Effects of Multiple Fires on Nutrient Yields from Streams Draining Boreal Forest and Fen Watersheds: Nitrogen and Phosphorus. Bayley, S., E., Schindler, D., W., Beaty, K., G., Parker, B., R., & Stainton, M., P. Canadian Journal of Fisheries and Aquatic Sciences, 49:584-597, 1992.
Effects of Multiple Fires on Nutrient Yields from Streams Draining Boreal Forest and Fen Watersheds: Nitrogen and Phosphorus [pdf]Paper  abstract   bibtex   
Wildfire in the boreal forests at the Experimental Lakes Area in Ontario caused significant losses of nitrogen and phosphorus in streams. Both watershed type and fire intensity appear to determine the extent of losses. The Northeast wetland basin lost more N and P, especially TDN, TDP, TN, and TP, than did terrestrial basins, although nitrate losses were higher from terrestrial basins. Losses of nutrients after the second fire generally were not as high as after the first fire. In the East basin, which burned twice with a high fire intensity, stream concentrations of NO3-, TDN, and TN were elevated for 6 yr between the fires and remained elevated for 9 yr after the second fire In contrast, the Northwest basin burned with a lower intensity and had no significant increase in annual concentrations of P or most forms of N in the first 3 yr after the fire; only NO3 concentrations increased during this period. Despite the increases in export after wildfire, net retention of TN and TP over the 18-yr period was high. In the Northeast, East, and Northwest basins, retention of TN averaged 77, 80, and 87% compared with TP retention of 51, 67, and 84%.
@article{
 title = {Effects of Multiple Fires on Nutrient Yields from Streams Draining Boreal Forest and Fen Watersheds: Nitrogen and Phosphorus},
 type = {article},
 year = {1992},
 pages = {584-597},
 volume = {49},
 id = {07758b6f-a20e-3564-87ac-f33c3be63805},
 created = {2019-07-11T19:22:26.938Z},
 file_attached = {true},
 profile_id = {3c181434-ae75-3e95-a723-2bfcc2f14c0b},
 group_id = {db3318bf-b2fb-3b86-9f1d-17188c0ddfa3},
 last_modified = {2019-07-11T19:22:50.991Z},
 read = {false},
 starred = {false},
 authored = {false},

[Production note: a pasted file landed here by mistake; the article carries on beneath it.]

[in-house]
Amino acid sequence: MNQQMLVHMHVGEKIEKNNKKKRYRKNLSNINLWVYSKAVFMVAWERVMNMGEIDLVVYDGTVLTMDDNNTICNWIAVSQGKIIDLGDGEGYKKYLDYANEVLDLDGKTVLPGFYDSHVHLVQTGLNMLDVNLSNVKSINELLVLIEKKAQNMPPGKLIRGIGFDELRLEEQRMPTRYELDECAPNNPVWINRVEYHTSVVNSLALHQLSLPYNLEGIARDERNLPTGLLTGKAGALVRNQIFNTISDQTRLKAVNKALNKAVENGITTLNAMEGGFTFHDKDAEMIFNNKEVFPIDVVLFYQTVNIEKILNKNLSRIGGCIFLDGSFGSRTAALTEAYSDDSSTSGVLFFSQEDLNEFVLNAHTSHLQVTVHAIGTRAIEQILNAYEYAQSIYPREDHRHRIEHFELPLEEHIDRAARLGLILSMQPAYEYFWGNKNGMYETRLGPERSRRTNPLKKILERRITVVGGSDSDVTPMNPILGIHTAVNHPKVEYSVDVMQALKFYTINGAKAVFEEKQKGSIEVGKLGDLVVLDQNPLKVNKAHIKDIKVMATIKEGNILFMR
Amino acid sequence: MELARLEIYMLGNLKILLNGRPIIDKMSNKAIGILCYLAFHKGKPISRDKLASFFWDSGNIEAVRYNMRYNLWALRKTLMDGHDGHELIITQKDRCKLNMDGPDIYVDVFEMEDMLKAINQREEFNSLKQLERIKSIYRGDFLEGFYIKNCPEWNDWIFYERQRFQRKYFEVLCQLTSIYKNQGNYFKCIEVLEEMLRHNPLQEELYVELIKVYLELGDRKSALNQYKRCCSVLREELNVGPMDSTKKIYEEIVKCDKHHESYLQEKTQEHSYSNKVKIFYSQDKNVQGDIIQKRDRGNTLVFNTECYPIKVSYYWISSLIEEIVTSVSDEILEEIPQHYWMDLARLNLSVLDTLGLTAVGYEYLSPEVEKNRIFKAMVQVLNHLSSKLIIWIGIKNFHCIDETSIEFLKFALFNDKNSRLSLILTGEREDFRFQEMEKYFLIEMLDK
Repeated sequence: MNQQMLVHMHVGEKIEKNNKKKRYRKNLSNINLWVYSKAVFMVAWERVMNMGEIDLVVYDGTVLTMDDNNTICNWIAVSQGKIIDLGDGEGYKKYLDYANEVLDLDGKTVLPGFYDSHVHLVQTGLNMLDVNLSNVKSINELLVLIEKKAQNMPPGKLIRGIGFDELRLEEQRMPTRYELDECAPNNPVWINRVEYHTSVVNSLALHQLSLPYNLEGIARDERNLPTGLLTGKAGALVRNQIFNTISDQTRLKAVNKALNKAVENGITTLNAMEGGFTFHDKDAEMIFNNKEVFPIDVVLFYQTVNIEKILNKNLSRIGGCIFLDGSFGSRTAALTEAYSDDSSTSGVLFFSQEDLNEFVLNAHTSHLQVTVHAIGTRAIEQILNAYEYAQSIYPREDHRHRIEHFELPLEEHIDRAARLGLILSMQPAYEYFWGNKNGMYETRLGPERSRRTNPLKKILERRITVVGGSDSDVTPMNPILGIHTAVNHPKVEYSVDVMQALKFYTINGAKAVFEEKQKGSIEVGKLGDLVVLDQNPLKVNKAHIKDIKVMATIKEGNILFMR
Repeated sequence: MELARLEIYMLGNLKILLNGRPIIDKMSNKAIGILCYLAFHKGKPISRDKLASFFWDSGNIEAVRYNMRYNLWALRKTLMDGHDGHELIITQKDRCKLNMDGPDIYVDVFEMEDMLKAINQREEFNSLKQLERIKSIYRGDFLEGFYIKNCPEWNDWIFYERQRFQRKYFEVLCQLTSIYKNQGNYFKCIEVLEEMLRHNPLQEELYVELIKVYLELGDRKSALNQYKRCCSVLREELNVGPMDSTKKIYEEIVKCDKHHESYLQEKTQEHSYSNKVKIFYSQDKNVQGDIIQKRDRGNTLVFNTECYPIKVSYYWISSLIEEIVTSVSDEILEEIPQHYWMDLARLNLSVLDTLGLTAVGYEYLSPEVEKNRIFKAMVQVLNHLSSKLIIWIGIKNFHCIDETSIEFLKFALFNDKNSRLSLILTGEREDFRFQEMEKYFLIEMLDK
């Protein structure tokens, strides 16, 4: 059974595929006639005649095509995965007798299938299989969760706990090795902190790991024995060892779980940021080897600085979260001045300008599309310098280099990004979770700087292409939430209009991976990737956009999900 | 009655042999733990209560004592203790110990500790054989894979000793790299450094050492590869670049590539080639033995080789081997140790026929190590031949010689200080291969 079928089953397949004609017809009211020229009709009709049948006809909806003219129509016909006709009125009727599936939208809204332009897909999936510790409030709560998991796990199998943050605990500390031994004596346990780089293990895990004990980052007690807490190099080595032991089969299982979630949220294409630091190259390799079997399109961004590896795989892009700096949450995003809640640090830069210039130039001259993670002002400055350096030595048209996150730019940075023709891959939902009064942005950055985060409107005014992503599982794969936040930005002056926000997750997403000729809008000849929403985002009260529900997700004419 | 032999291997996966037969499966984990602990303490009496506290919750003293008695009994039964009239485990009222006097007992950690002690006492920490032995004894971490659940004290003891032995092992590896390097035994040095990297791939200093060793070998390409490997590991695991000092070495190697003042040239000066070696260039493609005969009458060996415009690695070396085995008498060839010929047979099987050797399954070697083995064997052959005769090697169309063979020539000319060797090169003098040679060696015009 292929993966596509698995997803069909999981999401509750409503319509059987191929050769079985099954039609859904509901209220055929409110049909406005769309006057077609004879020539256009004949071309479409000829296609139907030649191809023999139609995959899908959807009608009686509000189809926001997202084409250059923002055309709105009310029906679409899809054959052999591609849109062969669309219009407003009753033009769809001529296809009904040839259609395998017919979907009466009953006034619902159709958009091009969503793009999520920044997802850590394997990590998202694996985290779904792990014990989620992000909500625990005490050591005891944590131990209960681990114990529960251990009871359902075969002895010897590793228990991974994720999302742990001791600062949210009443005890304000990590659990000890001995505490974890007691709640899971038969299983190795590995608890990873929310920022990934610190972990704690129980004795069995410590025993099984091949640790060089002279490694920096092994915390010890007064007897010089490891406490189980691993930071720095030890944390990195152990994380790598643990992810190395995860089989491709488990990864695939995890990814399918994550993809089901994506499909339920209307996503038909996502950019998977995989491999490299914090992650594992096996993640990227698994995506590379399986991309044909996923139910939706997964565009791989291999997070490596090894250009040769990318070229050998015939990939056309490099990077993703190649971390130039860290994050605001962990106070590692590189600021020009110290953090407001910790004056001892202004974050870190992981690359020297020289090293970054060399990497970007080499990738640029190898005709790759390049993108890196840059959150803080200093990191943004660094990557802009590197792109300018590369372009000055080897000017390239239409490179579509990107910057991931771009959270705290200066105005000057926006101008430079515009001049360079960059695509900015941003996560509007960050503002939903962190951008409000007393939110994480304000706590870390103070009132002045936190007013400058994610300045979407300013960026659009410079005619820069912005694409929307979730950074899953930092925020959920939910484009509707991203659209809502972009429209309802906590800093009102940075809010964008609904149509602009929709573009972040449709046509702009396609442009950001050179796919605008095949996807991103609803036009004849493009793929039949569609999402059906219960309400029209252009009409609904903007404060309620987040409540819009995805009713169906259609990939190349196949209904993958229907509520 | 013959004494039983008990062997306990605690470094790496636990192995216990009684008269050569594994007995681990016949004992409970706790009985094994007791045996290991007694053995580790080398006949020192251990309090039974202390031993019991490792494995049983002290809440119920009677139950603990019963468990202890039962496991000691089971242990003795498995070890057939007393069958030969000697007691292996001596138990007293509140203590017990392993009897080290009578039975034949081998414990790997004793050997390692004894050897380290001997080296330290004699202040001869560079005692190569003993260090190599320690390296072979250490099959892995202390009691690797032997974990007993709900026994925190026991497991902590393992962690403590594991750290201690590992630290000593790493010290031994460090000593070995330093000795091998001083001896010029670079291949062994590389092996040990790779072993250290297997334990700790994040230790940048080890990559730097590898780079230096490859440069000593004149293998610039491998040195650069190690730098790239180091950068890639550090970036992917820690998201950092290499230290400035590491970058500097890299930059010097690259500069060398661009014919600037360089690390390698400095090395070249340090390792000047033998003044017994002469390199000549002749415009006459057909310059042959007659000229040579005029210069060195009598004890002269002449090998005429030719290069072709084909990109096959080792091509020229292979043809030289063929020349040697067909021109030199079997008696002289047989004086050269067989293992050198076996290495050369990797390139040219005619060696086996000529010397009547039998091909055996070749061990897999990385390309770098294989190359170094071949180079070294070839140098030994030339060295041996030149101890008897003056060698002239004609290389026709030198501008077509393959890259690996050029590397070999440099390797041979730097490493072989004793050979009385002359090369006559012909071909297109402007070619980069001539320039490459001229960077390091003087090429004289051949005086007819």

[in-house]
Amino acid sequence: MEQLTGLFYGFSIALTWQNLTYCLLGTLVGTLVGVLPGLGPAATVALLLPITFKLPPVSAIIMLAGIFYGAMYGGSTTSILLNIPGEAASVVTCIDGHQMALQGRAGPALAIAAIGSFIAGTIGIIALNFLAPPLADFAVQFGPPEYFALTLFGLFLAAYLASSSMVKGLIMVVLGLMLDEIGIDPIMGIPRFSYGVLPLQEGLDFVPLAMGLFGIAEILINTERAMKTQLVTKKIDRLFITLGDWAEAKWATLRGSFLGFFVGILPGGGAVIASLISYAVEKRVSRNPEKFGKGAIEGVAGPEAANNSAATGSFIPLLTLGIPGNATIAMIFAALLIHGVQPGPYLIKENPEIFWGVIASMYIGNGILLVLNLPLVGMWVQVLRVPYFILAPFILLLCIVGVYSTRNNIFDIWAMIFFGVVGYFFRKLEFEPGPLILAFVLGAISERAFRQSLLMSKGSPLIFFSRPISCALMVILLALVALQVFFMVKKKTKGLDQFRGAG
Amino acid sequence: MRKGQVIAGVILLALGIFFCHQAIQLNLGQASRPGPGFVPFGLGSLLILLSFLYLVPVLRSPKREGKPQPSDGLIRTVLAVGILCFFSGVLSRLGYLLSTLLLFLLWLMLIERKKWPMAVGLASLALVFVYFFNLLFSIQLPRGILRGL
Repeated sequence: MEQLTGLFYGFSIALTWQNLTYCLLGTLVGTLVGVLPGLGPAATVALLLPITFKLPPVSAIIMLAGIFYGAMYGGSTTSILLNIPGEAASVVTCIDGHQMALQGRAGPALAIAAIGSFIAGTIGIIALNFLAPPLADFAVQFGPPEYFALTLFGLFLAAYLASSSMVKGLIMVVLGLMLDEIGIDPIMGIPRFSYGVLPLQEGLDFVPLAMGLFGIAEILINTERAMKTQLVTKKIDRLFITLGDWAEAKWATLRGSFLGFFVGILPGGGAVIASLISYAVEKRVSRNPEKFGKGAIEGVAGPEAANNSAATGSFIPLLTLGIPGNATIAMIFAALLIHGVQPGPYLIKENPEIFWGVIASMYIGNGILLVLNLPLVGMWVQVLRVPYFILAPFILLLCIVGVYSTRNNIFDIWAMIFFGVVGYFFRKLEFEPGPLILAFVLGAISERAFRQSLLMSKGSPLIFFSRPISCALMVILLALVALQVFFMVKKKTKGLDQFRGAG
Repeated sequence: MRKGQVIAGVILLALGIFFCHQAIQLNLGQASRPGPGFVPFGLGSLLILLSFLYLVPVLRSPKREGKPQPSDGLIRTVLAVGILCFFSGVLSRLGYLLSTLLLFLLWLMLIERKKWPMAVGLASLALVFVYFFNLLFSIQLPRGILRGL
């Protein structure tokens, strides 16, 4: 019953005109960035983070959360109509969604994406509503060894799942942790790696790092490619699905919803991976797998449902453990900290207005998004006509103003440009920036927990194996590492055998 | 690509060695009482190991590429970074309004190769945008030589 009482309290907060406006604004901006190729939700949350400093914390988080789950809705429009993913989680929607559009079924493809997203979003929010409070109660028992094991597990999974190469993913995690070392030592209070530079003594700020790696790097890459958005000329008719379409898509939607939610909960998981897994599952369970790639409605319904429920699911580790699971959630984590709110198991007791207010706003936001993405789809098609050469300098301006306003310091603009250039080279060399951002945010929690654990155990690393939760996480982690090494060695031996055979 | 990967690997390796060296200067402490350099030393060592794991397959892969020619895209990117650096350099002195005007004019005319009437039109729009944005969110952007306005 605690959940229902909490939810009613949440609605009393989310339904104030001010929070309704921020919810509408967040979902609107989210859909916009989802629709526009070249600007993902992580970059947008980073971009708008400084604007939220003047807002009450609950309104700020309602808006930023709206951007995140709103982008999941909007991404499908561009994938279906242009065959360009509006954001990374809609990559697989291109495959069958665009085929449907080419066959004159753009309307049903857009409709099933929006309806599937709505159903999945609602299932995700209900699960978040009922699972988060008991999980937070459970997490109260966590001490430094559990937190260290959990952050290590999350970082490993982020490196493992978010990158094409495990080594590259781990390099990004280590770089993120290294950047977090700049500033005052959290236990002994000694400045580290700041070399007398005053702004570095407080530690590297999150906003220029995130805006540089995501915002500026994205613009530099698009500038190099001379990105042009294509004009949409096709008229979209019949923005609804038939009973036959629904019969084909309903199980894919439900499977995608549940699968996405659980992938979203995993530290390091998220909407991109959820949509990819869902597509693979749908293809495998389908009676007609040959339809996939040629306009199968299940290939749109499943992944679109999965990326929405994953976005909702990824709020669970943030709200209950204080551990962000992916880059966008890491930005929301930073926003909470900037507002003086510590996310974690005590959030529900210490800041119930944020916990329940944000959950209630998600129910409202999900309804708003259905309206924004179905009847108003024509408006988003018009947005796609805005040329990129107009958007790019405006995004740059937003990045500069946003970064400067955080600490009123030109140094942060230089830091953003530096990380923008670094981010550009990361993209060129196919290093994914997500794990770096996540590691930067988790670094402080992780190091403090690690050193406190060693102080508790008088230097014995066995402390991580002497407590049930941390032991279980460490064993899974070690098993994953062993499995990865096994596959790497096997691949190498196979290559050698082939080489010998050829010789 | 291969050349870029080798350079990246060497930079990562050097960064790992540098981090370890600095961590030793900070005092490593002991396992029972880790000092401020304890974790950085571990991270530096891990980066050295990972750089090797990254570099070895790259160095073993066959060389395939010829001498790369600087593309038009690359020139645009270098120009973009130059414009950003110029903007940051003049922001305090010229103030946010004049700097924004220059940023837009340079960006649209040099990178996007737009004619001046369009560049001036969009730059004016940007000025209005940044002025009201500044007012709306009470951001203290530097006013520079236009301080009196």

confirmed = {true},
 hidden = {false},
 citation_key = {Bayley1992},
 private_publication = {false},
 abstract = {Wildfire in the boreal forests at the Experimental Lakes Area in Ontario caused significant losses of nitrogen and phosphorus in streams. Both watershed type and fire intensity appear to determine the extent of losses. The Northeast wetland basin lost more N and P, especially TDN, TDP, TN, and TP, than did terrestrial basins, although nitrate losses were higher from terrestrial basins. Losses of nutrients after the second fire generally were not as high as after the first fire. In the East basin, which burned twice with a high fire intensity, stream concentrations of NO3-, TDN, and TN were elevated for 6 yr between the fires and remained elevated for 9 yr after the second fire In contrast, the Northwest basin burned with a lower intensity and had no significant increase in annual concentrations of P or most forms of N in the first 3 yr after the fire; only NO3 concentrations increased during this period. Despite the increases in export after wildfire, net retention of TN and TP over the 18-yr period was high. In the Northeast, East, and Northwest basins, retention of TN averaged 77, 80, and 87% compared with TP retention of 51, 67, and 84%.},
 bibtype = {article},
 author = {Bayley, S. E. and Schindler, D. W. and Beaty, K. G. and Parker, B. R. and Stainton, M. P.},
 journal = {Canadian Journal of Fisheries and Aquatic Sciences},
 keywords = {ELA,FIRE,FORESTS,L239,NITROGEN,NUTRIENTS,Nitrate,Ontario,PHOSPHORUS,STREAMS,TERRESTRIAL,WATERSHED,Wetlands}
}
Downloads: 0